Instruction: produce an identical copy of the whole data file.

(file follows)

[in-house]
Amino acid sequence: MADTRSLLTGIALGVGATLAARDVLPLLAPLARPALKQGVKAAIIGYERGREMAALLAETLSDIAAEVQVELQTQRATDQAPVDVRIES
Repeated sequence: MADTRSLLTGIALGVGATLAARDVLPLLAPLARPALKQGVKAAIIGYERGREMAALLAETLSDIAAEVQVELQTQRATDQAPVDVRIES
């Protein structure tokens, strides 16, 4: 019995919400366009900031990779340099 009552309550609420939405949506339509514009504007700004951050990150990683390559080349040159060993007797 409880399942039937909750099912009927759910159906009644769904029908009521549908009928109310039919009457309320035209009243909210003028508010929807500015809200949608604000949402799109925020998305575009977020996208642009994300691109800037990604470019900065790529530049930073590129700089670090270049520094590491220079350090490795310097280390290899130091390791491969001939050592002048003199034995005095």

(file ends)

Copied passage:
[in-house]
Amino acid sequence: MADTRSLLTGIALGVGATLAARDVLPLLAPLARPALKQGVKAAIIGYERGREMAALLAETLSDIAAEVQVELQTQRATDQAPVDVRIES
Repeated sequence: MADTRSLLTGIALGVGATLAARDVLPLLAPLARPALKQGVKAAIIGYERGREMAALLAETLSDIAAEVQVELQTQRATDQAPVDVRIES
């Protein structure tokens, strides 16, 4: 019995919400366009900031990779340099 009552309550609420939405949506339509514009504007700004951050990150990683390559080349040159060993007797 409880399942039937909750099912009927759910159906009644769904029908009521549908009928109310039919009457309320035209009243909210003028508010929807500015809200949608604000949402799109925020998305575009977020996208642009994300691109800037990604470019900065790529530049930073590129700089670090270049520094590491220079350090490795310097280390290899130091390791491969001939050592002048003199034995005095």